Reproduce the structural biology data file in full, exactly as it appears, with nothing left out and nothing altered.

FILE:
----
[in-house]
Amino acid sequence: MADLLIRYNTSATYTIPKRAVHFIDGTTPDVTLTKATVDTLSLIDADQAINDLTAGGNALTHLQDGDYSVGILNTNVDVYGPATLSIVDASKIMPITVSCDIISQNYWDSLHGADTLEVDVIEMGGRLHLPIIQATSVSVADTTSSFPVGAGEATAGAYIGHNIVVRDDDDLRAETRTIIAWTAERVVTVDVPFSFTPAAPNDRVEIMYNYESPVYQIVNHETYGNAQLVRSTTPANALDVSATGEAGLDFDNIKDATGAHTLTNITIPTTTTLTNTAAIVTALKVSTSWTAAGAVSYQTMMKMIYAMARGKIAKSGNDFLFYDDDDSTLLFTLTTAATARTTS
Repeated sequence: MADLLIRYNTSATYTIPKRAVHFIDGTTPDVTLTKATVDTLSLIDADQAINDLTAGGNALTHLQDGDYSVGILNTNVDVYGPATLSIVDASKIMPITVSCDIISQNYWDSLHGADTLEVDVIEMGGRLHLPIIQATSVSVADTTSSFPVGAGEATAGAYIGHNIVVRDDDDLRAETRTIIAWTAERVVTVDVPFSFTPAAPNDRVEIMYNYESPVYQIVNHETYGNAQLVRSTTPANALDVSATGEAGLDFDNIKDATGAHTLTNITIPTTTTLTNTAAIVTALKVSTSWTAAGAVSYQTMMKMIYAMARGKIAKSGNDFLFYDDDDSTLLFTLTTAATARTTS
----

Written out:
[in-house]
Amino acid sequence: MADLLIRYNTSATYTIPKRAVHFIDGTTPDVTLTKATVDTLSLIDADQAINDLTAGGNALTHLQDGDYSVGILNTNVDVYGPATLSIVDASKIMPITVSCDIISQNYWDSLHGADTLEVDVIEMGGRLHLPIIQATSVSVADTTSSFPVGAGEATAGAYIGHNIVVRDDDDLRAETRTIIAWTAERVVTVDVPFSFTPAAPNDRVEIMYNYESPVYQIVNHETYGNAQLVRSTTPANALDVSATGEAGLDFDNIKDATGAHTLTNITIPTTTTLTNTAAIVTALKVSTSWTAAGAVSYQTMMKMIYAMARGKIAKSGNDFLFYDDDDSTLLFTLTTAATARTTS
Repeated sequence: MADLLIRYNTSATYTIPKRAVHFIDGTTPDVTLTKATVDTLSLIDADQAINDLTAGGNALTHLQDGDYSVGILNTNVDVYGPATLSIVDASKIMPITVSCDIISQNYWDSLHGADTLEVDVIEMGGRLHLPIIQATSVSVADTTSSFPVGAGEATAGAYIGHNIVVRDDDDLRAETRTIIAWTAERVVTVDVPFSFTPAAPNDRVEIMYNYESPVYQIVNHETYGNAQLVRSTTPANALDVSATGEAGLDFDNIKDATGAHTLTNITIPTTTTLTNTAAIVTALKVSTSWTAAGAVSYQTMMKMIYAMARGKIAKSGNDFLFYDDDDSTLLFTLTTAATARTTS